Sponsored By
Michigan Farmer Logo

New law requires egg-laying hens to be cage-free by 2024New law requires egg-laying hens to be cage-free by 2024

Michigan joins California, Washington, Oregon and Rhode Island in adopting the cage-free requirements.

Jennifer Kiel

December 11, 2019

2 Min Read
cage free chickens

Legislation signed into law Nov. 22 by Lt. Gov. Garlin Gilchrist makes Michigan the largest egg-producing state in the country to adopt a cage-free mandate.

The law requires all egg-laying hens in Michigan be kept in cage-free systems and prohibits the sale of non-cage-free eggs by December 2024.

It’s a big move for the state, but one that growers anticipated and have been preparing for, says Allison Brink, executive director of Michigan Allied Poultry Industries (MAPI), who applauded the law’s passage.

Hundreds of retail companies, including Meijer, Kroger, Nestle and McDonald's, have made national commitments with the Humane Society of the United States (HSUS), promising to sell only cage-free eggs by 2025. “This [law] puts us in line with retailer commitments,” Brink says. “Over the last 10 years, both industry and advocacy have shifted to cage-free housing.”

Other states that have adopted cage-free requirements include California, Washington, Oregon and Rhode Island.

In a cage-free system, the birds, Brink explains, will be housed in an aviary providing free movement, scratching areas, perches, nest boxes and dust-bathing areas, in addition to adequate light and ventilation.

Changes in egg-laying hen housing started in 2009 when HSUS threatened a ballot initiative to force growers into cage-free systems. Instead, the Michigan Legislature passed a law that allowed for the system to be phased in.

This new law pushes back the requirement, which was slated to take effect in April 2020. Growers supported the legislation, saying the consumer demand for cage-free housing is still building and delaying the compliance date allowed for growers to better align with the market.

According to MAPI, farmers are spending millions of dollars to transition to cage-free henhouses. About 8.5 million, or 56%, of hens currently live cage-free. An additional 1 million, or 6%, will be cage-free by the end of 2020.

“By passing this law, Michigan’s $655 million-dollar egg-growing sector, and the other family farms who support it, will thrive,” Brink says. “I’m very confident and feel good about where we are at in this transition.”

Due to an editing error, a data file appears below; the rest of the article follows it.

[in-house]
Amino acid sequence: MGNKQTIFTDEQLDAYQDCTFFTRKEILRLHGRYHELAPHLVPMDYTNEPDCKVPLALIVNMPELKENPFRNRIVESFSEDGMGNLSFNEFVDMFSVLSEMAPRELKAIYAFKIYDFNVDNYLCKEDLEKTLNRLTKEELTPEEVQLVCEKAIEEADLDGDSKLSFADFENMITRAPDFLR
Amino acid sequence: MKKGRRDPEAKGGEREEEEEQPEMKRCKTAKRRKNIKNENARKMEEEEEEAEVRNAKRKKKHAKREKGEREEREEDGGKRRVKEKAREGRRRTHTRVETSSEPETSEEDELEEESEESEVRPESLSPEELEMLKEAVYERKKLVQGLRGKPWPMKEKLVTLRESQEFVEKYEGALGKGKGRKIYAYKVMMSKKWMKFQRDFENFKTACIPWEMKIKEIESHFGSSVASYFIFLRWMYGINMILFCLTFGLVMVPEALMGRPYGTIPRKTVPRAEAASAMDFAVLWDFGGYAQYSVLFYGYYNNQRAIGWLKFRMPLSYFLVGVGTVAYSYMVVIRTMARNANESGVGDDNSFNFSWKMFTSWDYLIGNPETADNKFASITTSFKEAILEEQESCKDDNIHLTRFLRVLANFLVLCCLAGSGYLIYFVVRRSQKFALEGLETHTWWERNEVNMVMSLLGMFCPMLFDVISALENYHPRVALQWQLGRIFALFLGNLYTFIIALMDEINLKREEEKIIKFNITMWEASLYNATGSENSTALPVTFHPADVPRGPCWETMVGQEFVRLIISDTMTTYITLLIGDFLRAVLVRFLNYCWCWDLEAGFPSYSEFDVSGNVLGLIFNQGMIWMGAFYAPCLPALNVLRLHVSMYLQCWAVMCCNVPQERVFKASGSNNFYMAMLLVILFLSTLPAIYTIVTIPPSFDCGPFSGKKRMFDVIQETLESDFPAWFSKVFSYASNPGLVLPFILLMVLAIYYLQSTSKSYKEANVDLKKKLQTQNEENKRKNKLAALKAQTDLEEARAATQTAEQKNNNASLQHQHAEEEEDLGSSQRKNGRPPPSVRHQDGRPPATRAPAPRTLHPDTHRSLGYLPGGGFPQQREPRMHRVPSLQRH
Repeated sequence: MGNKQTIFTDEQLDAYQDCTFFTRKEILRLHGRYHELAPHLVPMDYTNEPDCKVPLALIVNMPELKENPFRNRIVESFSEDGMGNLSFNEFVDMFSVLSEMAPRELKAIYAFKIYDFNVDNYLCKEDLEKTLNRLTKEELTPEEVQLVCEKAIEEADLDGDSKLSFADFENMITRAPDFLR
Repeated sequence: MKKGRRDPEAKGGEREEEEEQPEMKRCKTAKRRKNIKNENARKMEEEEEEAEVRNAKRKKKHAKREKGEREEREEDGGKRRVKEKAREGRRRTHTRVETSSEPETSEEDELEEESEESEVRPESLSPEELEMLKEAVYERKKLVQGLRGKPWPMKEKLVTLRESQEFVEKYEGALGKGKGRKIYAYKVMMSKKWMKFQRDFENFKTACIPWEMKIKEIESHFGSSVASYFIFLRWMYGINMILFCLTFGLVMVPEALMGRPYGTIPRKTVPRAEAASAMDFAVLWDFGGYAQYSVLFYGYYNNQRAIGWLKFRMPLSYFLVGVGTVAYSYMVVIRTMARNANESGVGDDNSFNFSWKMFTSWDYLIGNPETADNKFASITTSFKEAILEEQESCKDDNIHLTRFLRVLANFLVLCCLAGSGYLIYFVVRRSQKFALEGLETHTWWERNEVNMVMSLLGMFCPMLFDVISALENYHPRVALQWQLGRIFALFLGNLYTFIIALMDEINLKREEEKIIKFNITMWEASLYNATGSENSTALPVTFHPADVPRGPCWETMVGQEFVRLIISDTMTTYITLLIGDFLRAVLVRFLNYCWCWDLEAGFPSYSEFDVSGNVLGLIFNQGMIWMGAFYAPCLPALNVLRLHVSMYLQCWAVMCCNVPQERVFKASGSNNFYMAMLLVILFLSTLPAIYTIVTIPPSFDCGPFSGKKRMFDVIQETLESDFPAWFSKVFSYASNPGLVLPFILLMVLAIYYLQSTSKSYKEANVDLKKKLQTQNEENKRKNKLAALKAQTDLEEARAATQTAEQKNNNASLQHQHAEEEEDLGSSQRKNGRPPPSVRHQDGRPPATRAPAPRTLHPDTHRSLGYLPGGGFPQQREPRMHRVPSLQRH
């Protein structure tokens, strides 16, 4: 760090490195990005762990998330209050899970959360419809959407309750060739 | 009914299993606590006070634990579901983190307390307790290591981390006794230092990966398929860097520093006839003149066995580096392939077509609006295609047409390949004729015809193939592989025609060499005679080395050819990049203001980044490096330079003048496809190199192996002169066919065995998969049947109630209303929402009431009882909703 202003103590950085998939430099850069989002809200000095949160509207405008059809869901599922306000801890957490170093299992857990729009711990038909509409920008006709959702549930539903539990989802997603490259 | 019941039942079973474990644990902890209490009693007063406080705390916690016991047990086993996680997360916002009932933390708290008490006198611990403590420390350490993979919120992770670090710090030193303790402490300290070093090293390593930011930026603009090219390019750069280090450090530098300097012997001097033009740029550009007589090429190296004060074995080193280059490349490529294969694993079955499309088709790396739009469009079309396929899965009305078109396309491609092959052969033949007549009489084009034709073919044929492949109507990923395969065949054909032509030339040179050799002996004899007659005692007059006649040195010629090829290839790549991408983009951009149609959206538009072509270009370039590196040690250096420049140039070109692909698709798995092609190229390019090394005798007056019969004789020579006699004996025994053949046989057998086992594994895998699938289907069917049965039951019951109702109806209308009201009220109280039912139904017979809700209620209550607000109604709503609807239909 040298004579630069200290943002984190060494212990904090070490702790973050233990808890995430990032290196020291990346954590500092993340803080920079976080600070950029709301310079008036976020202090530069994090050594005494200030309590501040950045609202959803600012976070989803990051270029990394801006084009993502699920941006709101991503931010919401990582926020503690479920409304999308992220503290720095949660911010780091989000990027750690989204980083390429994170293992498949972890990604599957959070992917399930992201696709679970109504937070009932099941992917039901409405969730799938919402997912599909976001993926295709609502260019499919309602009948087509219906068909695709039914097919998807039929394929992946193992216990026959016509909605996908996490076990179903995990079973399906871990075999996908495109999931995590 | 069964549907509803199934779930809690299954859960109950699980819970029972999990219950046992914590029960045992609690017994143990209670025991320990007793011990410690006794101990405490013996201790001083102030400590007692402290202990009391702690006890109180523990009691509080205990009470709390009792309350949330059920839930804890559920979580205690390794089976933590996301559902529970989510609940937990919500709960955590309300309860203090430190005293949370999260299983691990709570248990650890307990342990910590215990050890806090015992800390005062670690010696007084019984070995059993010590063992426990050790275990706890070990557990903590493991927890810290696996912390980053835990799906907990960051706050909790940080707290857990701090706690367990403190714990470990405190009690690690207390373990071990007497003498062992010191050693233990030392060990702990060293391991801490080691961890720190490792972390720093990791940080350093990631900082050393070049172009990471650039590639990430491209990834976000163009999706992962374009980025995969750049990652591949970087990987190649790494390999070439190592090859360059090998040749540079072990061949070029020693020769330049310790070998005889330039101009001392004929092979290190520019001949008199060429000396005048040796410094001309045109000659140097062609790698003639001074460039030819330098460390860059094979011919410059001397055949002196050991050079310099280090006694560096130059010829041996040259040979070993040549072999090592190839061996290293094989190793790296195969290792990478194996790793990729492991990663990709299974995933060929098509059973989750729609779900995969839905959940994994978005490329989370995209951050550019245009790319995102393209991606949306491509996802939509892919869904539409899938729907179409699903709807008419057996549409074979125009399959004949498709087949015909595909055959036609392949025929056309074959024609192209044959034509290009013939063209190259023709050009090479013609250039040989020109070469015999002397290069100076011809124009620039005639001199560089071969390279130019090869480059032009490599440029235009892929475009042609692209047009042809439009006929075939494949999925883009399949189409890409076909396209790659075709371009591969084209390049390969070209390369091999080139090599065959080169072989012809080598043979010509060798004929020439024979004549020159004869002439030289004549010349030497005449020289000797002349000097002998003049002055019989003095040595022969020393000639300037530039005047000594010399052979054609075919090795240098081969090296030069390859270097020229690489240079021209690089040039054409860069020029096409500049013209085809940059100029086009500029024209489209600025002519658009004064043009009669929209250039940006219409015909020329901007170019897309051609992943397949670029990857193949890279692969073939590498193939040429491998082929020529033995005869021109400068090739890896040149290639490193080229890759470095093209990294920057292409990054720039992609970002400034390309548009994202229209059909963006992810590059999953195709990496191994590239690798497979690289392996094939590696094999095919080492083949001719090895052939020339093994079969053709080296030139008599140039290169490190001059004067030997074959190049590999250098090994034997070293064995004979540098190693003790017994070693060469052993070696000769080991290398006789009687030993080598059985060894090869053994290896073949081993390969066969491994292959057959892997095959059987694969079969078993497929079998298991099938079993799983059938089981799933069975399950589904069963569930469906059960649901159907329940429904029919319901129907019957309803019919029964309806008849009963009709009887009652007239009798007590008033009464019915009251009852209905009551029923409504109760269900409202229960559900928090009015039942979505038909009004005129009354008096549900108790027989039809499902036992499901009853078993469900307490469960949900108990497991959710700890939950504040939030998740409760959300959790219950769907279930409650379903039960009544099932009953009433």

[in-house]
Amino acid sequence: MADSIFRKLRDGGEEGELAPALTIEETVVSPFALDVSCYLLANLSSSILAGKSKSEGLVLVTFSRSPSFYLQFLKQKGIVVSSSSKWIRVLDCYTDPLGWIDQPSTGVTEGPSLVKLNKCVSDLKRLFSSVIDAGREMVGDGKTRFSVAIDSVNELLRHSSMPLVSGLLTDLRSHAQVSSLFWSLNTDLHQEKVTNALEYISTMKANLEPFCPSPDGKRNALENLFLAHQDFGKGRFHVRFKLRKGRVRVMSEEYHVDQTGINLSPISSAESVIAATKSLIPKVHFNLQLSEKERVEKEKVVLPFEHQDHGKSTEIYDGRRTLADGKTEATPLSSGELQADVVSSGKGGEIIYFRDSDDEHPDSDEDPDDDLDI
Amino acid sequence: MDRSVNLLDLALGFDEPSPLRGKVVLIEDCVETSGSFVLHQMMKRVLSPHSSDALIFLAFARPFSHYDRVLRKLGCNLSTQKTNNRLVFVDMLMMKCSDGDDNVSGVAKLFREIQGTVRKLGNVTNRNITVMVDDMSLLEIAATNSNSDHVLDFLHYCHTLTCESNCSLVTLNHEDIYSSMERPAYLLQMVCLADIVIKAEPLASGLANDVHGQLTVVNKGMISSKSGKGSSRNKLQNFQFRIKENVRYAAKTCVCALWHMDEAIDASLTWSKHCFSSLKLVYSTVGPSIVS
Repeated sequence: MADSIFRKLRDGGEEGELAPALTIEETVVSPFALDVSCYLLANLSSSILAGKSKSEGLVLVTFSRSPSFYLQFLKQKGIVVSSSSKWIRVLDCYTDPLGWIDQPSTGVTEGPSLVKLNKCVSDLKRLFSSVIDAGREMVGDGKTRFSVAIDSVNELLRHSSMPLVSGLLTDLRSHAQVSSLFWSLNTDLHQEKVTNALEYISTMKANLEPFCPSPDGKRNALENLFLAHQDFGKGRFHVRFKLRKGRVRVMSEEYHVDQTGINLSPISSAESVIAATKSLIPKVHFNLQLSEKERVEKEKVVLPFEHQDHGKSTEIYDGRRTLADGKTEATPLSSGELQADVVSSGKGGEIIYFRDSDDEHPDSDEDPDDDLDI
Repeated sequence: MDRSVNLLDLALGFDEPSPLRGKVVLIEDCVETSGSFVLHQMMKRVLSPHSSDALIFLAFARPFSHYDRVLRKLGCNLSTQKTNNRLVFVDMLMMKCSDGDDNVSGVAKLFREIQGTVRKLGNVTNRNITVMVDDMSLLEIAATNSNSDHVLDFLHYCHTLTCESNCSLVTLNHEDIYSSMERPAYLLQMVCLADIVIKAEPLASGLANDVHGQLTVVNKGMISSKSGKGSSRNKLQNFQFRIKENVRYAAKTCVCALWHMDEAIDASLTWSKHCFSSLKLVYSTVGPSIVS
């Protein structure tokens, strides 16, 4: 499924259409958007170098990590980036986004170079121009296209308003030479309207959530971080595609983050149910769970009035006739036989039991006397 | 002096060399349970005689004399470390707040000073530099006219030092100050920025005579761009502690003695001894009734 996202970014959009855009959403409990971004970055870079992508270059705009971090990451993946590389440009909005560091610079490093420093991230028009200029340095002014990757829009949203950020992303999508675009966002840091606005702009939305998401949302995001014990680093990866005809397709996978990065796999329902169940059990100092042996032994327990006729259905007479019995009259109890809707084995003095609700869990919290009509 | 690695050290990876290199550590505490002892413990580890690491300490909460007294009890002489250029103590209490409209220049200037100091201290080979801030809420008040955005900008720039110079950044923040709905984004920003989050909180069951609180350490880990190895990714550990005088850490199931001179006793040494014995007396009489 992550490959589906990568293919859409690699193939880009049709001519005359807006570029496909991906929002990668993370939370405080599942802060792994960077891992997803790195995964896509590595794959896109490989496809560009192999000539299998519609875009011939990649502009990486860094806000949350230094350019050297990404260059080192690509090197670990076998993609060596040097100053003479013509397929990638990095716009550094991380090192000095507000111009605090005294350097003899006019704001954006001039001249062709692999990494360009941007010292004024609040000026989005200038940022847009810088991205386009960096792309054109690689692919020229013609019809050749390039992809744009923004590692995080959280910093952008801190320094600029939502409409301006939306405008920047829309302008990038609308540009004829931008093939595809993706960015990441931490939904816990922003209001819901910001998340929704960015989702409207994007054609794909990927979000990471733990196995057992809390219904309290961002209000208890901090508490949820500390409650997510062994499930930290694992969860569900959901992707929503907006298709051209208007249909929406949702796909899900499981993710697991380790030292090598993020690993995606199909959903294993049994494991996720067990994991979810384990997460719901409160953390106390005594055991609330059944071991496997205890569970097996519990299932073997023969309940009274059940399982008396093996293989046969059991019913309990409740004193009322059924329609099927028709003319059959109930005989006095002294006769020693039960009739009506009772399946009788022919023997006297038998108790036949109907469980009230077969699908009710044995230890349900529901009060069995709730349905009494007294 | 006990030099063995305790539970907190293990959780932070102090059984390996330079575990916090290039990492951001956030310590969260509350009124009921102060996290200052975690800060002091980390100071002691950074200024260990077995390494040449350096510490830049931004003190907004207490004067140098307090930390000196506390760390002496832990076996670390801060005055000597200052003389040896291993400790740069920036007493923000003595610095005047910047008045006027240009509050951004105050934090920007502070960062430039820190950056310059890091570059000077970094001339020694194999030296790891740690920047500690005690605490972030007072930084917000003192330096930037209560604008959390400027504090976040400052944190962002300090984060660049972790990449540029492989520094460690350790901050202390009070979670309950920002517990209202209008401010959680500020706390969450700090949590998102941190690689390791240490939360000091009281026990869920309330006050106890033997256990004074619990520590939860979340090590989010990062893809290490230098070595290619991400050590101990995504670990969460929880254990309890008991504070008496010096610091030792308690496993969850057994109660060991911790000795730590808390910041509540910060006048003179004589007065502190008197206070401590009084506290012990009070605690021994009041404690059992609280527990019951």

Michigan has eight family-owned and operated egg farms that care for more than 15 million hens, according to MAPI. West Michigan is home to 95% of Michigan’s egg farms.

“This will ensure that our standards are among the strongest in the nation when it comes to protecting animal welfare, while ensuring that egg producers are able to continue to thrive," Gilchrist says in a news release.

About the Author(s)

Jennifer Kiel

Editor, Michigan Farmer

While Jennifer is not a farmer and did not grow up on a farm, "I think you'd be hard pressed to find someone with more appreciation for the people who grow our food and fiber, live the lifestyles and practice the morals that bind many farm families," she says.

Before taking over as editor of Michigan Farmer in 2003, she served three years as the manager of communications and development for the American Farmland Trust Central Great Lakes Regional Office in Michigan and as director of communications with Michigan Agri-Business Association. Previously, she was the communications manager at Michigan Farm Bureau's state headquarters. She also lists 10 years of experience at six different daily and weekly Michigan newspapers on her impressive resume.

Jennifer lives in St. Johns with her two daughters, Elizabeth, 19, and Emily 16.

Subscribe to receive top agriculture news
Be informed daily with these free e-newsletters

You May Also Like